Dana was responsible for developing much of the early knowledge on Hawaiian volcanism. In 1880 and 1881 he led the first geological study of the volcanics of Hawaii island
Hawaii (island)
The Island of Hawaii, also called the Big Island or Hawaii Island , is a volcanic island in the North Pacific Ocean...

. Dana theorized that the volcanic chain consisted of two volcanic strands, dubbed the "Loa" and "Kea" trends. The Kea trend included Kīlauea
Kilauea
Kīlauea is a volcano in the Hawaiian Islands, and one of five shield volcanoes that together form the island of Hawaii. Kīlauea means "spewing" or "much spreading" in the Hawaiian language, referring to its frequent outpouring of lava. The Puu Ōō cone has been continuously erupting in the eastern...

, Mauna Kea
Mauna Kea
Mauna Kea is a volcano on the island of Hawaii. Standing above sea level, its peak is the highest point in the state of Hawaii. However, much of the mountain is under water; when measured from its oceanic base, Mauna Kea is over tall—significantly taller than Mount Everest...

, Kohala
Kohala (mountain)
Kohala is the oldest of five volcanoes that make up the island of Hawaii. Kohala is an estimated one million years old—so old that it experienced, and recorded, a reversal of magnetic field 780,000 years ago. It is believed to have breached sea level more than 500,000 years ago and to...

, Haleakala
Haleakala
Haleakalā , or the East Maui Volcano, is a massive shield volcano that forms more than 75% of the Hawaiian Island of Maui. The western 25% of the island is formed by the West Maui Mountains.- History :...

, and West Maui. The Loa trend includes Lōihi
Loihi Seamount
Lōihi Seamount is an active undersea volcano located around off the southeast coast of the island of Hawaii about below sea level. It lies on the flank of Mauna Loa, the largest shield volcano on Earth...

, Mauna Loa
Mauna Loa
Mauna Loa is one of five volcanoes that form the Island of Hawaii in the U.S. state of Hawaii in the Pacific Ocean, and the largest on Earth in terms of volume and area covered. It is an active shield volcano, with a volume estimated at approximately , although its peak is about lower than that...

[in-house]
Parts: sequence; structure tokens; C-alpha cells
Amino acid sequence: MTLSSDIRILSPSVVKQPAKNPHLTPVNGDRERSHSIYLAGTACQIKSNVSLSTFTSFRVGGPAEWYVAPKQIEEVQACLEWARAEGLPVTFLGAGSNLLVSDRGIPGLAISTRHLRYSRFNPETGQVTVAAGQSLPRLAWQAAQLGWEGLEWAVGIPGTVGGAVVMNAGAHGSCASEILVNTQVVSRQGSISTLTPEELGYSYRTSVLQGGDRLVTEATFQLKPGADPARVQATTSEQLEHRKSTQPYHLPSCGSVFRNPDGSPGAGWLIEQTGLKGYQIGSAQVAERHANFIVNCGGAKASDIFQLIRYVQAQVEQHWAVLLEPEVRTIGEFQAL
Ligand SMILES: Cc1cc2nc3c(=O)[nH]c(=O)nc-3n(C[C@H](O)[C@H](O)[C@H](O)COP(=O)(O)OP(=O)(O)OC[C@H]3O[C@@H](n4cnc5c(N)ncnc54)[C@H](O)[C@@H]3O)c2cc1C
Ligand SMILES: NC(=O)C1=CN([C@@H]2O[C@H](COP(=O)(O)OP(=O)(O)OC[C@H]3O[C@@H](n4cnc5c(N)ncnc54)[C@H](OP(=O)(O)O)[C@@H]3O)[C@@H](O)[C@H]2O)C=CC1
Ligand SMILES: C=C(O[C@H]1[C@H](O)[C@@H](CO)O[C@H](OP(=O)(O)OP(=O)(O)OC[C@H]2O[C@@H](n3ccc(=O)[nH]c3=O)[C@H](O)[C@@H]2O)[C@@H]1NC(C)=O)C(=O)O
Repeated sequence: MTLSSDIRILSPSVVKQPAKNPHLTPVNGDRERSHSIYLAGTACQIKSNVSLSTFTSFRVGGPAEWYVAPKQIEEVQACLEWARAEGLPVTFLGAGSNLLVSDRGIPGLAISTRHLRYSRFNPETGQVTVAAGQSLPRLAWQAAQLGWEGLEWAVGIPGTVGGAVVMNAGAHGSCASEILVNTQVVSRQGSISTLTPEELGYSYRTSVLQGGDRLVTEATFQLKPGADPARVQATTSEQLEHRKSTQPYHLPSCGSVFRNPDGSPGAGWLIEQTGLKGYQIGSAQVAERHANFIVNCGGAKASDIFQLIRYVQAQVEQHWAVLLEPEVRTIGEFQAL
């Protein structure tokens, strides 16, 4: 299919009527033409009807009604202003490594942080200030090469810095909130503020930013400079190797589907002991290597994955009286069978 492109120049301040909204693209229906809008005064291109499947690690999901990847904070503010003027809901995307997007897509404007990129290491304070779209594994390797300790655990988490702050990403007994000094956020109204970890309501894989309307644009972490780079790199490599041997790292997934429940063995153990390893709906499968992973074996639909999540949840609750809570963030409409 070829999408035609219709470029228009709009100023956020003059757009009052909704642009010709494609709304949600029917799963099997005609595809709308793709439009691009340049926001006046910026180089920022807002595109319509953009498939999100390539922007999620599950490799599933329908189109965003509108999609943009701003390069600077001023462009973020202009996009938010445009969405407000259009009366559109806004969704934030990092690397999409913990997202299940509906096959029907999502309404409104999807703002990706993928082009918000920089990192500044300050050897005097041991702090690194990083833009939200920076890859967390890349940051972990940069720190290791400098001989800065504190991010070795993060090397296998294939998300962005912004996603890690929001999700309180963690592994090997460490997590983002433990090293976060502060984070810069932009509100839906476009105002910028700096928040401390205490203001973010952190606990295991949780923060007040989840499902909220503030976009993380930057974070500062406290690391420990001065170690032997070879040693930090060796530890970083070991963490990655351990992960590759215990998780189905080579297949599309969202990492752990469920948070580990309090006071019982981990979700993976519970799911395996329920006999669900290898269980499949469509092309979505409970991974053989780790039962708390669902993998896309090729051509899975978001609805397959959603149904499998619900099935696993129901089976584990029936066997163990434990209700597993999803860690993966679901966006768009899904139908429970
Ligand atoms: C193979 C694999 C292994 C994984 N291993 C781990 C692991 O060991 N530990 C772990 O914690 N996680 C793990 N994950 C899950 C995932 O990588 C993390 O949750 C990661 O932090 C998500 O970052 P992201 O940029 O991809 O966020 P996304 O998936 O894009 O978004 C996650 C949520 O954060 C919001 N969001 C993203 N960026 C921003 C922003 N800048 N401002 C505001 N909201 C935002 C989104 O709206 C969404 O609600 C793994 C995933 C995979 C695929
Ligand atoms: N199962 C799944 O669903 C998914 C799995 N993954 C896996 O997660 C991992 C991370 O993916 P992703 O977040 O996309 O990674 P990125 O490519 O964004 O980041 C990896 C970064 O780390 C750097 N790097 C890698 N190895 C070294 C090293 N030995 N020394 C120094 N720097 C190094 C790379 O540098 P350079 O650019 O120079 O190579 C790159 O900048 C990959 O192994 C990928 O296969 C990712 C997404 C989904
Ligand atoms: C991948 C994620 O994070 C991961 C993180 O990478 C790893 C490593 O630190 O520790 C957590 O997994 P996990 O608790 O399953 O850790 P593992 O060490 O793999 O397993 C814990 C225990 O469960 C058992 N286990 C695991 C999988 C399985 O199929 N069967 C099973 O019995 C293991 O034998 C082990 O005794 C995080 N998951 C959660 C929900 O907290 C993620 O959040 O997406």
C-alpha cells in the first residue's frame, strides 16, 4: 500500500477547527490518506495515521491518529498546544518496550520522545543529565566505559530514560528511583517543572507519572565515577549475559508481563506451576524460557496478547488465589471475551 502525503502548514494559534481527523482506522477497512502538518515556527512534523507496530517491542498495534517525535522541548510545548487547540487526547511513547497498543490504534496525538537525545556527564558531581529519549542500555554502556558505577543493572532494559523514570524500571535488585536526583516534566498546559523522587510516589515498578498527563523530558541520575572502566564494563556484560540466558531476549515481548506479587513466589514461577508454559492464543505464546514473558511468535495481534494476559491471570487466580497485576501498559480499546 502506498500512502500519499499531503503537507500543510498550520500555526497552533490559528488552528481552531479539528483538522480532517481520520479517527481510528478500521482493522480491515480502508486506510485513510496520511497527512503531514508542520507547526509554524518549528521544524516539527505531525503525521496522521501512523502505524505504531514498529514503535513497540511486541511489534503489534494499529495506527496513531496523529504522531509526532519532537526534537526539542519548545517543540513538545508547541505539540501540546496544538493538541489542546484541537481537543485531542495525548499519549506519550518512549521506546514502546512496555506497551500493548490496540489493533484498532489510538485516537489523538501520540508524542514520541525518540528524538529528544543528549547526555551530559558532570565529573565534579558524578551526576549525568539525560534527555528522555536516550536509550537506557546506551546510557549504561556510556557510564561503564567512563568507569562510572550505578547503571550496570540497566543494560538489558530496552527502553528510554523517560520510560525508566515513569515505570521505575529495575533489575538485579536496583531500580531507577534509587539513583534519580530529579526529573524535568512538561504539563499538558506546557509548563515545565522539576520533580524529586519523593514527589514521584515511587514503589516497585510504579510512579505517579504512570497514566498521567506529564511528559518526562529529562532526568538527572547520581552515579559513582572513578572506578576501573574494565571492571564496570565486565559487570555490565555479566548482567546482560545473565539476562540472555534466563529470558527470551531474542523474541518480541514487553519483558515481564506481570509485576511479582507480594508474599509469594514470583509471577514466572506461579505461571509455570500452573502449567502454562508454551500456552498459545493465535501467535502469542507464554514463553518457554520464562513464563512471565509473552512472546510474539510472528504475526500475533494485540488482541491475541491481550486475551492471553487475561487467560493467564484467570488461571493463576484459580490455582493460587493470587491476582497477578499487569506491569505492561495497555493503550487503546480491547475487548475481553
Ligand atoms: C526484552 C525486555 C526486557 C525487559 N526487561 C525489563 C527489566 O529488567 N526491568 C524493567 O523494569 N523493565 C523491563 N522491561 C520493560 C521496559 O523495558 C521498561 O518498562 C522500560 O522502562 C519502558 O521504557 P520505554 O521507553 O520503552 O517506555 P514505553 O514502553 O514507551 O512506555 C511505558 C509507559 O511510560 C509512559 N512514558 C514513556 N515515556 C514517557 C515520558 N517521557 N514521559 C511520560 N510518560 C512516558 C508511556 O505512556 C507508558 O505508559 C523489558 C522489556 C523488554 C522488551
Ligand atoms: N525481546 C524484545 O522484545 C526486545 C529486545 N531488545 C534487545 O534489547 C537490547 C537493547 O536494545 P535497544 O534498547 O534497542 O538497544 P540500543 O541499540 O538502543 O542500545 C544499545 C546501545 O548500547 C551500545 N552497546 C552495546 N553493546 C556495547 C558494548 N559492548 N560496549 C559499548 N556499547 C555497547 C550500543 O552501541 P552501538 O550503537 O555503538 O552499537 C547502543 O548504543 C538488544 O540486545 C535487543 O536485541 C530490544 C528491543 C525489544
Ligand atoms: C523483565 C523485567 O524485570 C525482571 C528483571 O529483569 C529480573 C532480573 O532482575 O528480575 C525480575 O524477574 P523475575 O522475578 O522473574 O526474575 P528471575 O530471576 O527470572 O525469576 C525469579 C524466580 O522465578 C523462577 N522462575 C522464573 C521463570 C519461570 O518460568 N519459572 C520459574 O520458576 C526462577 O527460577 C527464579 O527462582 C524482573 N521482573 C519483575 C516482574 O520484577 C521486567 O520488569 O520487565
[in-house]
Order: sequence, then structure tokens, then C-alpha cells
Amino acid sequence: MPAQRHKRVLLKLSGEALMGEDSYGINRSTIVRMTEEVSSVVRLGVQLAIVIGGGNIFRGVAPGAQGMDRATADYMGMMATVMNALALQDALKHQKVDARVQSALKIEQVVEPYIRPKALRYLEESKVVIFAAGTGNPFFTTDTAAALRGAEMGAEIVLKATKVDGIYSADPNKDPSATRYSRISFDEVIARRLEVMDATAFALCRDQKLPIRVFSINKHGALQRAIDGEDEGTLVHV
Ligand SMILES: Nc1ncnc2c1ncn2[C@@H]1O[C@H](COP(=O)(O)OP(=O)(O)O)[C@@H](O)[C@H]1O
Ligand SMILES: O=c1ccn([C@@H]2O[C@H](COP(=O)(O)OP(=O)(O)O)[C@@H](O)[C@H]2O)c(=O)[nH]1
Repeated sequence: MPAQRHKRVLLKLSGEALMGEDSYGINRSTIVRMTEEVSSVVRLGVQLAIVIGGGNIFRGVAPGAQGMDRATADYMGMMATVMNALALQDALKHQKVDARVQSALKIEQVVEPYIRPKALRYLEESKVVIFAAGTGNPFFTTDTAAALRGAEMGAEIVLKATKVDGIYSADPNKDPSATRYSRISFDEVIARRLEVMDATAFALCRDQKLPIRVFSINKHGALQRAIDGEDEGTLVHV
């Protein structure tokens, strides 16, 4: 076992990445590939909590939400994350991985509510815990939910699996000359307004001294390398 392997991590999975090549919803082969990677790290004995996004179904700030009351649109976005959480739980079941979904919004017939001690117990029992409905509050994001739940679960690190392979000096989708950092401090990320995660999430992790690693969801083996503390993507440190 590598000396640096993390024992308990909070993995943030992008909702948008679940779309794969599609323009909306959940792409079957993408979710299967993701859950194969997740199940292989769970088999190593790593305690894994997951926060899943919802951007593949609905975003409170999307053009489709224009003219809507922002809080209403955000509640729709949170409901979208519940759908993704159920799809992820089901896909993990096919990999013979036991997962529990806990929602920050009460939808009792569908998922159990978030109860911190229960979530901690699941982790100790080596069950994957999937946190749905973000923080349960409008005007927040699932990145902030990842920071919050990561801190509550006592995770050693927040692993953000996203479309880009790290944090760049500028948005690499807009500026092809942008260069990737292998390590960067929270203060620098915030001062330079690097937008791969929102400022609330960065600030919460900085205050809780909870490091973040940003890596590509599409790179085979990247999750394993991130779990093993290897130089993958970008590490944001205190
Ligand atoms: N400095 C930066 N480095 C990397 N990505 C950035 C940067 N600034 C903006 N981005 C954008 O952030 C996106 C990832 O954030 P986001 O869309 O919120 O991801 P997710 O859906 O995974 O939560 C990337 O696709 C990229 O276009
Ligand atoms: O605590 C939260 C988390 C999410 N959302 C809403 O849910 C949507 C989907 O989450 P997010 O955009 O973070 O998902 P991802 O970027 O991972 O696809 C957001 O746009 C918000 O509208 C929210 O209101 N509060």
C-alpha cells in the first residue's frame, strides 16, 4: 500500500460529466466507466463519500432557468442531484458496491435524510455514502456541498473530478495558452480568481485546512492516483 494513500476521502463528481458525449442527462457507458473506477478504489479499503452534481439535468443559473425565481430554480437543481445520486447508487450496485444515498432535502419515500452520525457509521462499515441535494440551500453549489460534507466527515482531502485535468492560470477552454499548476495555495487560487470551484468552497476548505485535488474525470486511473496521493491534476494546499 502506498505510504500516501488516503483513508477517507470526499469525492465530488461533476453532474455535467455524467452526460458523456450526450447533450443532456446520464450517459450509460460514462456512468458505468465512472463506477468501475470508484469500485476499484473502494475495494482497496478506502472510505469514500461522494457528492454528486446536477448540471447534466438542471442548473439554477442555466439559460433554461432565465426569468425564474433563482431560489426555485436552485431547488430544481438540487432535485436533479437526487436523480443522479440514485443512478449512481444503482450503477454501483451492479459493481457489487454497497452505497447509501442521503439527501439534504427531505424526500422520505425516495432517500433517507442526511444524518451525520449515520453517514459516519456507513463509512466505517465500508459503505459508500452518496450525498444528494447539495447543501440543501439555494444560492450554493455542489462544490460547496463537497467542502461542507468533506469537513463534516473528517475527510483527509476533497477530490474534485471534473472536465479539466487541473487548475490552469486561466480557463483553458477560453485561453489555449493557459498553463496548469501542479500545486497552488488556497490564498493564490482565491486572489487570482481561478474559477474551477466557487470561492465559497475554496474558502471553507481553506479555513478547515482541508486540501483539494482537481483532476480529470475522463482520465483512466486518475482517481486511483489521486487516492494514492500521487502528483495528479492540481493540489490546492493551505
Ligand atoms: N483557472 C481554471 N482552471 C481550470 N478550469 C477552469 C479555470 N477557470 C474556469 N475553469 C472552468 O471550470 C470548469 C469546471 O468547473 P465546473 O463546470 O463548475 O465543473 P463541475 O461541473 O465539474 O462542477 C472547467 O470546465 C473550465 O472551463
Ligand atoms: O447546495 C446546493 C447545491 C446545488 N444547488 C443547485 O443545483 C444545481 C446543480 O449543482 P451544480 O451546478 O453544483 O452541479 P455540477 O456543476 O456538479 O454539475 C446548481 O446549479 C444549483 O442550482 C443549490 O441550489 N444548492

, Hualālai
Hualalai
Hualālai is a dormant shield volcano on the island of Hawaii in the Hawaiian Islands. It is the third-youngest and the third most active of the five volcanoes that form the island of Hawaii, following Kīlauea and the much larger Mauna Loa, and also the westernmost. Its peak is above sea...

, Kahoolawe
Kahoolawe
Kahoolawe is the smallest of the eight main volcanic islands in the Hawaiian Islands. Kahoolawe is located about seven miles southwest of Maui and also southeast of Lanai, and it is long by wide, with a total land area of . The highest point on Kahoolawe is the crater of Lua Makika at the...

, Lānai
Lanai
Lānai or Lanai is the sixth-largest of the Hawaiian Islands. It is also known as the Pineapple Island because of its past as an island-wide pineapple plantation. The only town is Lānai City, a small settlement....

, and West Molokai.

Following another expedition by fellow geologist C. E. Dutton in 1884, Dana returned to the island once again and in 1890 he published a manuscript on the island that was the most detailed of its day, and would be the definite source upon the island's volcanics for decades.

Dana died on April 14, 1895. His son, Edward Salisbury Dana
Edward Salisbury Dana
Edward Salisbury Dana was an American mineralogist and physicist. He made important contributions to the study of minerals, especially in the field of crystallography.-Life and career:...

 (1849–1935) was also a distinguished mineralogist.

Publications



Dana's best known books were his System of Mineralogy (1837), his Manual of Mineralogy (1848), and his Manual of Geology (1863). A bibliographical list of his writings shows 214 titles of books and papers, beginning in 1835 with a paper on the conditions of Vesuvius in 1834. His reports on Zoophytes, on the Geology of the Pacific Area, and on Crustacea, summarizing his work on the Wilkes Expedition, appeared from 1846 onwards. Other works included Manual of Mineralogy (1848), afterwards entitled Manual of Mineralogy and Lithology (ed. 4, 1887); and Corals and Coral Islands] (1872; revised ed. 1890). In 1887, Dana revisited the Hawaiian Islands
Hawaiian Islands
The Hawaiian Islands are an archipelago of eight major islands, several atolls, numerous smaller islets, and undersea seamounts in the North Pacific Ocean, extending some 1,500 miles from the island of Hawaii in the south to northernmost Kure Atoll...

, and the results of his further investigations were published in a quarto volume entitled Characteristics of Volcanoes (1890).